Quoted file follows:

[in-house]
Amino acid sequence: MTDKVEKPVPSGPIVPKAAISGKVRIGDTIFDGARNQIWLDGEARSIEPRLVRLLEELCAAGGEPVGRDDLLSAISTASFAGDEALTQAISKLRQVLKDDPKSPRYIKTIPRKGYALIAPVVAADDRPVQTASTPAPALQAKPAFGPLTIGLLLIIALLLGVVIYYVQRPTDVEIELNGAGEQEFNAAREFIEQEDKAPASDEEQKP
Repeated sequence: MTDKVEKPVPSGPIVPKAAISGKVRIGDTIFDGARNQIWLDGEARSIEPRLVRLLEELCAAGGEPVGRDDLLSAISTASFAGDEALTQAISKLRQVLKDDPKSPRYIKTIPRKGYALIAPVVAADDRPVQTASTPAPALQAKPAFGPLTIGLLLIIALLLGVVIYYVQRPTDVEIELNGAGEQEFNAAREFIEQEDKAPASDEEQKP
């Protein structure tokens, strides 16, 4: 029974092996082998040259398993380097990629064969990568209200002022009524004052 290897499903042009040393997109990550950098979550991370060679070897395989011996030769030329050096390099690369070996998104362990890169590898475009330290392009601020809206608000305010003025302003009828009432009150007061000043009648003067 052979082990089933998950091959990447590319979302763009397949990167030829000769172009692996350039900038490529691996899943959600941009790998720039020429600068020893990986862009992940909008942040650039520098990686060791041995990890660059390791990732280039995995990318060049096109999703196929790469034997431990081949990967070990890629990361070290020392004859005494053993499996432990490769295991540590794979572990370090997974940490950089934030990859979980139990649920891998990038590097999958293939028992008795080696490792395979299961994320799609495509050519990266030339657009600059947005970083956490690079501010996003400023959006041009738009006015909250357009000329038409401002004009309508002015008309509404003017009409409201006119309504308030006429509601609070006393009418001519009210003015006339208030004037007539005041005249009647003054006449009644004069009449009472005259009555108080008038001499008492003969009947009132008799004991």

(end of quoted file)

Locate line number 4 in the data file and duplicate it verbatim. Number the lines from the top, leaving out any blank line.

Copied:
């Protein structure tokens, strides 16, 4: 029974092996082998040259398993380097990629064969990568209200002022009524004052 290897499903042009040393997109990550950098979550991370060679070897395989011996030769030329050096390099690369070996998104362990890169590898475009330290392009601020809206608000305010003025302003009828009432009150007061000043009648003067 052979082990089933998950091959990447590319979302763009397949990167030829000769172009692996350039900038490529691996899943959600941009790998720039020429600068020893990986862009992940909008942040650039520098990686060791041995990890660059390791990732280039995995990318060049096109999703196929790469034997431990081949990967070990890629990361070290020392004859005494053993499996432990490769295991540590794979572990370090997974940490950089934030990859979980139990649920891998990038590097999958293939028992008795080696490792395979299961994320799609495509050519990266030339657009600059947005970083956490690079501010996003400023959006041009738009006015909250357009000329038409401002004009309508002015008309509404003017009409409201006119309504308030006429509601609070006393009418001519009210003015006339208030004037007539005041005249009647003054006449009644004069009449009472005259009555108080008038001499008492003969009947009132008799004991």